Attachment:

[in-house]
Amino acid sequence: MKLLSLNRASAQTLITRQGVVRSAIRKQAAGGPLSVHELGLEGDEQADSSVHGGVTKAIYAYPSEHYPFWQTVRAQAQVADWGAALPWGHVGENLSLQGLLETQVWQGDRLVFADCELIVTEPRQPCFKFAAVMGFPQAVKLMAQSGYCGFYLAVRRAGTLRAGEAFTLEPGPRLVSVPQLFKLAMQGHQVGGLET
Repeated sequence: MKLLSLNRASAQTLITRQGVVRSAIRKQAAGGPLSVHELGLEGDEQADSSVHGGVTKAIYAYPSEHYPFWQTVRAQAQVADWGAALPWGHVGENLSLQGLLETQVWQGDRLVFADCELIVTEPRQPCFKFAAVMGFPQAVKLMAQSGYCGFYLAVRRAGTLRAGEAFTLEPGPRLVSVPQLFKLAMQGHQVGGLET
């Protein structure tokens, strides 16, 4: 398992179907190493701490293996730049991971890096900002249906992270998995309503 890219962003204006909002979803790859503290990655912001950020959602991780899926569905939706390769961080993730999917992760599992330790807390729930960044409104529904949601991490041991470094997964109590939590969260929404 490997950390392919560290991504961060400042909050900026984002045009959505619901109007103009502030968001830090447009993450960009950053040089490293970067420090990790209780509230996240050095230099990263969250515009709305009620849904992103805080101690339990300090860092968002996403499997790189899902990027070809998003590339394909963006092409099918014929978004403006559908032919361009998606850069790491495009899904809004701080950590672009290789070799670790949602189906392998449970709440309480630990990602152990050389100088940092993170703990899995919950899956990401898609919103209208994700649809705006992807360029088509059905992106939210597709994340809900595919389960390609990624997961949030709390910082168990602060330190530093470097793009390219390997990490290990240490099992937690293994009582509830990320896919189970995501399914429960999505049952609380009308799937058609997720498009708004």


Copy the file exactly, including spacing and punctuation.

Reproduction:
[in-house]
Amino acid sequence: MKLLSLNRASAQTLITRQGVVRSAIRKQAAGGPLSVHELGLEGDEQADSSVHGGVTKAIYAYPSEHYPFWQTVRAQAQVADWGAALPWGHVGENLSLQGLLETQVWQGDRLVFADCELIVTEPRQPCFKFAAVMGFPQAVKLMAQSGYCGFYLAVRRAGTLRAGEAFTLEPGPRLVSVPQLFKLAMQGHQVGGLET
Repeated sequence: MKLLSLNRASAQTLITRQGVVRSAIRKQAAGGPLSVHELGLEGDEQADSSVHGGVTKAIYAYPSEHYPFWQTVRAQAQVADWGAALPWGHVGENLSLQGLLETQVWQGDRLVFADCELIVTEPRQPCFKFAAVMGFPQAVKLMAQSGYCGFYLAVRRAGTLRAGEAFTLEPGPRLVSVPQLFKLAMQGHQVGGLET
């Protein structure tokens, strides 16, 4: 398992179907190493701490293996730049991971890096900002249906992270998995309503 890219962003204006909002979803790859503290990655912001950020959602991780899926569905939706390769961080993730999917992760599992330790807390729930960044409104529904949601991490041991470094997964109590939590969260929404 490997950390392919560290991504961060400042909050900026984002045009959505619901109007103009502030968001830090447009993450960009950053040089490293970067420090990790209780509230996240050095230099990263969250515009709305009620849904992103805080101690339990300090860092968002996403499997790189899902990027070809998003590339394909963006092409099918014929978004403006559908032919361009998606850069790491495009899904809004701080950590672009290789070799670790949602189906392998449970709440309480630990990602152990050389100088940092993170703990899995919950899956990401898609919103209208994700649809705006992807360029088509059905992106939210597709994340809900595919389960390609990624997961949030709390910082168990602060330190530093470097793009390219390997990490290990240490099992937690293994009582509830990320896919189970995501399914429960999505049952609380009308799937058609997720498009708004």